This past year marked the half-way point to the 15-year MDG target date of 2015. While Viet Nam’s overall progress towards the MDGs remains impressive, increased action is needed to ensure achievements are sustained. Greater efforts will be needed to decrease maternal mortality; keep girls from dropping out of school; address gender inequalities in economic opportunities; and better address child malnutrition.

The two goals where Viet Nam lags behind – MDG 6 regarding HIV and MDG 7 regarding rural sanitation – require special attention. While the Government has shown strong leadership on HIV and the new Viet Nam Network of People living with HIV was importantly established this past year, crucial challenges remain. Viet Nam’s goal to halt and reverse the spread of HIV by 2015 will not be met unless a coordinated and stronger multi-sectoral response at national and provincial levels is scaled up. This response will need to address the various socio-economic factors and significant barriers that prevent key populations at high risk, as well as people living with HIV, from accessing HIV services.

Similarly, more work remains to be done on MDG 7 on the environment, where a number of targets with regard to rural sanitation will otherwise not be met. Concerted efforts are needed to ensure that neither the current economic crisis – nor the consequences of climate change on the most vulnerable – derail Viet Nam’s MDG progress.

Addressing Climate Change

Following on from the recent UN Climate Change Conference in Poland, international negotiations will be intensifying throughout the next year to reach a global agreement on addressing climate change at the Copenhagen Conference at the end of 2009. As one of the countries in the world most affected by extreme weather events and the impact of climate change, Viet Nam has a very important role to play in these negotiations and the UN Country Team will continue to support Viet Nam’s active participation.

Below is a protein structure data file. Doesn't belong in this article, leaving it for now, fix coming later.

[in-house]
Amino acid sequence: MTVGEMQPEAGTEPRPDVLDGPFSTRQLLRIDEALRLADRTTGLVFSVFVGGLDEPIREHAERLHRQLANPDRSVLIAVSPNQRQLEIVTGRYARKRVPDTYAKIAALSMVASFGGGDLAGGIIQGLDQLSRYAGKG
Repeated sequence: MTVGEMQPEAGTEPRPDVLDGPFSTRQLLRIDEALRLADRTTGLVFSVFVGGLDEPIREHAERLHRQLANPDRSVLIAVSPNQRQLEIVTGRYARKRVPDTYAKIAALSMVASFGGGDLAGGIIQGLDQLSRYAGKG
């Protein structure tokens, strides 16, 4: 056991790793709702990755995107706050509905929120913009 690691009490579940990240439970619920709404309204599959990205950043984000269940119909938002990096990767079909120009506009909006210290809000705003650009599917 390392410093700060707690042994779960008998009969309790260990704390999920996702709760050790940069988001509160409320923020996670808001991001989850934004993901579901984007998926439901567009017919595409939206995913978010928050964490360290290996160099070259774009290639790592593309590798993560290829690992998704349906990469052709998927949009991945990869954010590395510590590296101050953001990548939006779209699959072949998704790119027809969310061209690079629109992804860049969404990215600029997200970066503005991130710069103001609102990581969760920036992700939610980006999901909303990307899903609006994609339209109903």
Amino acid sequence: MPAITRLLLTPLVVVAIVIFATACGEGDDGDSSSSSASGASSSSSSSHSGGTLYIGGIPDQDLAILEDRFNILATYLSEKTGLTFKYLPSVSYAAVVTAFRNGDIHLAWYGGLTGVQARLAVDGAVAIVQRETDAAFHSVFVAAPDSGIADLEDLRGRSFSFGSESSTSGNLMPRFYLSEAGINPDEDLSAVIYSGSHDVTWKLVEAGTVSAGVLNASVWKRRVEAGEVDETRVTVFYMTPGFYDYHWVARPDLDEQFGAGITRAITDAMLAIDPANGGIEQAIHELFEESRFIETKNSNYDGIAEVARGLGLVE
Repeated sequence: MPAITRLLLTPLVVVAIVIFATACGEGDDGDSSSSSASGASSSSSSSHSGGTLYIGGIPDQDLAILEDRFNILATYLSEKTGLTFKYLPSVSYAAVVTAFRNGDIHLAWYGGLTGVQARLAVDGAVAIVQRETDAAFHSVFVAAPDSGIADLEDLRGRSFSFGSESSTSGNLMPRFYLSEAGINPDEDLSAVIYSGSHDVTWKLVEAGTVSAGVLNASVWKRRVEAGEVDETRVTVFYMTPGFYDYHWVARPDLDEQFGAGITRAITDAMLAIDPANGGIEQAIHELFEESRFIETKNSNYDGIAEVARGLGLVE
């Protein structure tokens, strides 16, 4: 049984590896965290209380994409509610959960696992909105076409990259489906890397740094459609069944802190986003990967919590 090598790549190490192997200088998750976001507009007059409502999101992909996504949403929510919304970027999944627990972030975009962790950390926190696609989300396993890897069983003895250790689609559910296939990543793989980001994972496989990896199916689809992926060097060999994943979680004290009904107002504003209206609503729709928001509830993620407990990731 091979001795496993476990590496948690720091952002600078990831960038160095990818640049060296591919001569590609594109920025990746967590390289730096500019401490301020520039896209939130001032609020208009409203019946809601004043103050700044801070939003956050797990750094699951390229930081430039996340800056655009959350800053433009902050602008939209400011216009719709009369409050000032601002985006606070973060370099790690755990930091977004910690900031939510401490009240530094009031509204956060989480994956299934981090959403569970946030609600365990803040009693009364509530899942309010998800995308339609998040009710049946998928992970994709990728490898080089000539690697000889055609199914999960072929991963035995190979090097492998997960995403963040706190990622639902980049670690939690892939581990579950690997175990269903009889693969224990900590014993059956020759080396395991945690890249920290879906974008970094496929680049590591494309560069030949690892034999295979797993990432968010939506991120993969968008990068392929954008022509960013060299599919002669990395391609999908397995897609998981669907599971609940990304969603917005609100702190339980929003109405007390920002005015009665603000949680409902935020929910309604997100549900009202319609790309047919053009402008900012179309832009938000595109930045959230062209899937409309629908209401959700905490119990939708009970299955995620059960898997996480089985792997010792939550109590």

Deepening Our Collaboration

In today’s challenging world, international and multilateral cooperation is needed now more than ever. We are happy that the strong partnership between the UN and Viet Nam has deepened even further with Viet Nam’s important contributions this past year as a Non-Permanent Member of the UN Security Council and with the many advances we have made together in implementing the “One UN Initiative” here in Viet Nam.

Working together as “One UN” means that we are much better placed to more effectively respond to these development challenges, in close collaboration with the Government and the donor community. In the New Year, we also look forward to building further partnerships with civil society organizations and the wider development community and together with all our partners work more effectively together to address these pressing issues.

As we enter the Year of the Buffalo, we as the United Nations stand ready to do our utmost to maximize the policy, normative and advocacy support we as “One UN” can provide to help address some of these challenges, so that all Vietnamese citizens can actively participate in, and benefit fully from, the development process.

On behalf of the entire UN Country Team, I would like to wish everyone in Viet Nam a happy, healthy and prosperous New Year!

Chúc Mừng Năm Mới!

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The Mission of the United Nations in Viet Nam

The United Nations, in partnership with the government and people of Viet Nam, works to ensure that all Vietnamese people enjoy an increasingly healthy and prosperous life with greater human dignity and expanded choices. Collectively and through its individual agencies, the United Nations cares and creates opportunities for the poor and most vulnerable, and for youth, to whom the future belongs.

In accordance with the United Nations Charter and Millennium Declaration, the United Nations advances the principles of equality and social justice, while providing impartial advice, technical expertise, access to global knowledge and local experience to meet Viet Nam's development challenges.